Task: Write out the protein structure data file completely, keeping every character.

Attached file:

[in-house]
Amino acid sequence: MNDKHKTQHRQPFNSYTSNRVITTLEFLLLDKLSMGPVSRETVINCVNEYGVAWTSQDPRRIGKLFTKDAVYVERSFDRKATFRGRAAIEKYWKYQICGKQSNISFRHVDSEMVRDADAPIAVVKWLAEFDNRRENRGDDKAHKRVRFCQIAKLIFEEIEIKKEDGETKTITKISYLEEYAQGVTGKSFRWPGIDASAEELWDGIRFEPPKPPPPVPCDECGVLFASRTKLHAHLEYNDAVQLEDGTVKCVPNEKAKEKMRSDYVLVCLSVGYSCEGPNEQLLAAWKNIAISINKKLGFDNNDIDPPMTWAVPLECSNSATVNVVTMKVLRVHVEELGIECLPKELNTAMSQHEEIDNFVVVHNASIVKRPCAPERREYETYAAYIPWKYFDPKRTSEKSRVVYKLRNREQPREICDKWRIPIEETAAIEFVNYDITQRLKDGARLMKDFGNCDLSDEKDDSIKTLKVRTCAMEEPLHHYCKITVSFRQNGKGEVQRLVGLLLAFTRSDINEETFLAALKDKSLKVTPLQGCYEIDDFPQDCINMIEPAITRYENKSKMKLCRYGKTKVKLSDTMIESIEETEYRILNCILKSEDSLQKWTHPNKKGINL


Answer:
[in-house]
Amino acid sequence: MNDKHKTQHRQPFNSYTSNRVITTLEFLLLDKLSMGPVSRETVINCVNEYGVAWTSQDPRRIGKLFTKDAVYVERSFDRKATFRGRAAIEKYWKYQICGKQSNISFRHVDSEMVRDADAPIAVVKWLAEFDNRRENRGDDKAHKRVRFCQIAKLIFEEIEIKKEDGETKTITKISYLEEYAQGVTGKSFRWPGIDASAEELWDGIRFEPPKPPPPVPCDECGVLFASRTKLHAHLEYNDAVQLEDGTVKCVPNEKAKEKMRSDYVLVCLSVGYSCEGPNEQLLAAWKNIAISINKKLGFDNNDIDPPMTWAVPLECSNSATVNVVTMKVLRVHVEELGIECLPKELNTAMSQHEEIDNFVVVHNASIVKRPCAPERREYETYAAYIPWKYFDPKRTSEKSRVVYKLRNREQPREICDKWRIPIEETAAIEFVNYDITQRLKDGARLMKDFGNCDLSDEKDDSIKTLKVRTCAMEEPLHHYCKITVSFRQNGKGEVQRLVGLLLAFTRSDINEETFLAALKDKSLKVTPLQGCYEIDDFPQDCINMIEPAITRYENKSKMKLCRYGKTKVKLSDTMIESIEETEYRILNCILKSEDSLQKWTHPNKKGINL